IBM z13

A year ago a lot of sites were running hot on rumours of IBM selling its mainframe z Systems business to Hitachi. The problem was a lack of substance and the fact that IBM was pushing z Systems very hard. The rumours have now been not only put to bed but embarrassingly for some, completed busted. Hitachi has announced it is dumping its own mainframe business and porting its operating system onto the IBM z Systems platform.

Ross Mauri, general manager, IBM z Systems and LinuxONE
Ross Mauri, general manager, IBM z Systems and LinuxONE

The timing of the announcement is interesting. IBM has put analysts and others on notice that it will make a major mainframe announcement next month. This is expected to be the successor to the IBM z13 and potentially new LinuxONE boxes as well.

Ross Mauri, general manager for IBM z Systems said: “Our agreement with Hitachi allows companies to continue using the Hitachi operating system and software that’s central to their business while taking advantage of the speed, scale and security delivered by the latest IBM z Systems hardware technology. Hitachi and IBM will continue working together to evolve the technology to provide clients with new digital solutions to transform their own businesses.”

Why is Hitachi doing this?

It’s simple, cost. Hitachi still has a strong customer base for its mainframes in Japan. The problem is that it has struggled to establish a large enough market outside of Japan to justify the investment required to keep developing the platform.  It  has now decided that moving everything including its VOS3 operating system to IBM z Systems makes sense. It already promotes its mainframes as IBM compatible in order to keep its customers on board. By effectively OEMing the IBM hardware it will be able to show its customers a future upgrade path.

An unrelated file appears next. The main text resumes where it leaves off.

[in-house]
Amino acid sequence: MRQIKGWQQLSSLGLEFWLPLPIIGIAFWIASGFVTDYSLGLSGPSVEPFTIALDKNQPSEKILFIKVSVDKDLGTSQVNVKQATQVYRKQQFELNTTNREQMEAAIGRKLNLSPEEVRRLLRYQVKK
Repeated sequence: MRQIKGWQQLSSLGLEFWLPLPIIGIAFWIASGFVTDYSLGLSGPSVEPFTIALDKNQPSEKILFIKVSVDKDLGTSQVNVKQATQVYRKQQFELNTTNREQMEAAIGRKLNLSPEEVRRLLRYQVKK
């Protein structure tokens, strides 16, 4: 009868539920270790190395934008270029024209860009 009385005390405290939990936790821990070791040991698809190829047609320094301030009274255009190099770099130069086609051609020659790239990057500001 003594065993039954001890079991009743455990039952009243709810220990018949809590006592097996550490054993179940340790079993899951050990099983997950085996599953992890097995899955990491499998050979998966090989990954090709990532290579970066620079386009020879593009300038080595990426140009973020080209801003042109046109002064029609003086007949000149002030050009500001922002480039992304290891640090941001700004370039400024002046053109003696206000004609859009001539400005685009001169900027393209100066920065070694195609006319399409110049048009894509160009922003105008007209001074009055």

The deal also works well for IBM. It removes another of the dwindling list of competitors from the market. It also gets a partner who already understands the market and the technology. This means it should be able to show an immediate return on the deal.

What isn’t clear is whether Hitachi will become IBMs defacto distributor for z Systems in Japan. It certainly makes sense in terms of cost and could even help IBM continue its push into the Asia Pacific region. There are other questions that are currently not addressed by the press release. For example, will Hitachi allow customers to chose IBMs operating systems including Linux? This would certainly appeal to those who want to run Linux and Open Source software on the platform.

Will Hitachi work with IBM to offer blockchain services on the rebadged mainframes? IBM seems to be announcing a blockchain deal every week at the moment. Many of those solutions are being delivered through the cloud running on z Systems hardware. There is also a lot of interest in blockchain and cryptocurrencies in Japan. Earlier this month the Japanese government removed the 8% sales tax of buying cryptocurrencies further boosting the nascent industry.


This is a deal that suits both Hitachi and IBM. IBM gets another sales channel, loses a competitor and can look forward to continuing the profitability of z Systems. Hitachi can remove a very expensive and loss making division from its books without having to lose customers. It seems that this is a win-win situation.


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